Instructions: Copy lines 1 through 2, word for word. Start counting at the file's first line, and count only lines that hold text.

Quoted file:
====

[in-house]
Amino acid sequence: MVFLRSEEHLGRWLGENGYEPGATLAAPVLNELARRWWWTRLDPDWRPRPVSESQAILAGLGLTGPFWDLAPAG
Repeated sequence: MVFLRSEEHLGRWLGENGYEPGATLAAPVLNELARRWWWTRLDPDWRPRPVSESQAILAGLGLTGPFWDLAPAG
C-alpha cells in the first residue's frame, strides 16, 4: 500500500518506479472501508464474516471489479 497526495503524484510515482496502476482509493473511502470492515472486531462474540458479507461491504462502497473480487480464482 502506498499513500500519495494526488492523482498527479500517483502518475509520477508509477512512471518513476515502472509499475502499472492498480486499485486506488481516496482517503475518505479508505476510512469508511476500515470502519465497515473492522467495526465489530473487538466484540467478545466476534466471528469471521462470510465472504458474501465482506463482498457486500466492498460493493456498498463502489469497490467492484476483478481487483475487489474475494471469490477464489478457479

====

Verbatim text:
[in-house]
Amino acid sequence: MVFLRSEEHLGRWLGENGYEPGATLAAPVLNELARRWWWTRLDPDWRPRPVSESQAILAGLGLTGPFWDLAPAG